What’s that in the intersection of Quackery and Pseudoscience, just below Anti-vax?  Why, it’s a particularly ugly specimen of magical thinking called, Cupping.  The Skeptic’s Dictionary is way nicer about it than I am inclined to be.  Here is what I am inclined to say about it: Cupping is bullshit.

But in what is sure to be a Jenny McCarthy effect, the American Swim and Gymnastics teams (at least) in Rio are displaying marks of this practice, born in superstition and nurtured for the profit of the unscrupulous at the expense of the uneducated.  Our swimmers and gymnasts are far less qualified to be medical theorists than I am to take on their events.  At least I probably wouldn’t drown.

Professor Edzard Ernst of the department of complementary medicine at the University of Exeter says that cupping could cause burns. “There is no evidence for its efficacy,” according to Ernst. “It has not been submitted to clinical trials, but there have certainly been satisfied customers for 3,000 years.”*

No clinical trials, no evidence, no safety standards.  No standards at all.  But a 16-year old swimmer will sell a lot of Wheaties, and sadly, she will also sell a lot of bullshit.  This run of it may have a lower death-toll than anti-vax, but that’s small consolation.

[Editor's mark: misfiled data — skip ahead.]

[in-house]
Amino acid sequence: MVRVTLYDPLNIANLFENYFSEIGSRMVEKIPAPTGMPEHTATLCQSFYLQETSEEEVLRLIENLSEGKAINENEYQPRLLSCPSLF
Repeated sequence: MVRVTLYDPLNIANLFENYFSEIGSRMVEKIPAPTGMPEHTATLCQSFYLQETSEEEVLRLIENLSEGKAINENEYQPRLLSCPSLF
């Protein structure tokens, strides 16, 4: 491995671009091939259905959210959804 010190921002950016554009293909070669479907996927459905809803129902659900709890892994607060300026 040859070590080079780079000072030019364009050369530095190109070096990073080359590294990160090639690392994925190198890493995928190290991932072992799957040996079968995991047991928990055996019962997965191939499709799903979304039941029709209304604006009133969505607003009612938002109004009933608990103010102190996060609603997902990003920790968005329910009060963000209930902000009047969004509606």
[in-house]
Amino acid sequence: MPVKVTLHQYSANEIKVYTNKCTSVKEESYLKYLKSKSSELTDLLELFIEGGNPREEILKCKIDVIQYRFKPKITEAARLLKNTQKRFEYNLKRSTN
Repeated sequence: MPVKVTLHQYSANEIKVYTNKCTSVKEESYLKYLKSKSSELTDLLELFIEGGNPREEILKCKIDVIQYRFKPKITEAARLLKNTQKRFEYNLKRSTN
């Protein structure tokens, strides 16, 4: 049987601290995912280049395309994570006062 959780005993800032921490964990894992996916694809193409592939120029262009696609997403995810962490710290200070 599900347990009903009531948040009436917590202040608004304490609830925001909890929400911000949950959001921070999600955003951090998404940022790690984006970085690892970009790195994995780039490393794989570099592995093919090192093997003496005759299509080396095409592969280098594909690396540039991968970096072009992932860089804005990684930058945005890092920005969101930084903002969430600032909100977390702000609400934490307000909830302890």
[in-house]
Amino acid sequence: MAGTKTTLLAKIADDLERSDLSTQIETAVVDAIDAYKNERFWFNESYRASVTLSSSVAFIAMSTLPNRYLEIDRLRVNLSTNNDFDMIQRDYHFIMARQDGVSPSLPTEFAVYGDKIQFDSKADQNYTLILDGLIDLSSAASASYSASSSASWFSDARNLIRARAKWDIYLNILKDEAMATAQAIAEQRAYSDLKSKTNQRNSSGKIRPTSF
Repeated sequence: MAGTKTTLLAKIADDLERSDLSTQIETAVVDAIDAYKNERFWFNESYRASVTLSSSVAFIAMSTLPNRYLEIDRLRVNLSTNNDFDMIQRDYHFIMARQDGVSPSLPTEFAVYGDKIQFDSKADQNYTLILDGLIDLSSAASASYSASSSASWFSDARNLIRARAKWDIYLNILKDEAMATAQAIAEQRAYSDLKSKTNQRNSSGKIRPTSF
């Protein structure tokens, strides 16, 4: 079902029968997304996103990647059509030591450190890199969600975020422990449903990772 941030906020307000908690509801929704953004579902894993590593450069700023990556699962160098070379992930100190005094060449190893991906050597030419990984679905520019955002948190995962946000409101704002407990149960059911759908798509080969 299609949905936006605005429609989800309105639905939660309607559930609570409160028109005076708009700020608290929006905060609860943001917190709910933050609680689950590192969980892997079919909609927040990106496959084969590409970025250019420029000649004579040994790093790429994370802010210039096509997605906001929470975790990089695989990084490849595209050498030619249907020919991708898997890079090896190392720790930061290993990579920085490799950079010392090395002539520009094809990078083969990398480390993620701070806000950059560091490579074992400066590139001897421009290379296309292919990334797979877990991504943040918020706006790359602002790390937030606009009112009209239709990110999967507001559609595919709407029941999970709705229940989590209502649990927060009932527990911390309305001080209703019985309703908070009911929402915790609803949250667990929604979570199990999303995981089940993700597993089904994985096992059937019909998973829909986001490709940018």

SHAME on his trainer, and his coach.





America continues to be the runt of the litter when it comes to science literacy.  This sad example of our athletes just reinforces that fact.


Hers, too.


Social shaming should by now be swinging the vax/anti-vax fray in the right direction.

But just in case it’s not, here’s a fun explanation.

Facebook Scammers

I was surprised to see the mention in this story that Facebook scams are now a larger vector of computer infection than any other single attack method.  Now if you are a reader of this blog with any regularity, you know that I hate Facebook and refuse to use it any longer.  But, OK, I get that some people continue to use it despite my excellent advice.

If that’s you, I want to lay out some of the characteristics of these scams called out by the cited Cisco report, so you can be aware and appropriately defensive. Facebook scams include:

  • Fake news stories
  • Pages for questionable organizations
  • Games and quizzes
  • Legitimate(-ish) pages that serve malware in ads

The problem is, that by interacting with any of these you may be sharing MUCH more information about your online presence than you think.  Since Facebook updates its privacy settings protocol quite often, and frequently sets your settings back to harmful defaults, it’s all too easy to get tired of going and checking up on them every. single. time.  So you don’t, and then you click on a shady page, and the next thing you know some spammer has access to all 1,074 of your friends.

Not to mention, if you answered those “Security” questions on other sites truthfully, as many people do, your Facebook profile probably contains more than enough raw material to allow anyone to answer your questions.  By the time you get an email from your bank that your email address has been changed, it might be too late.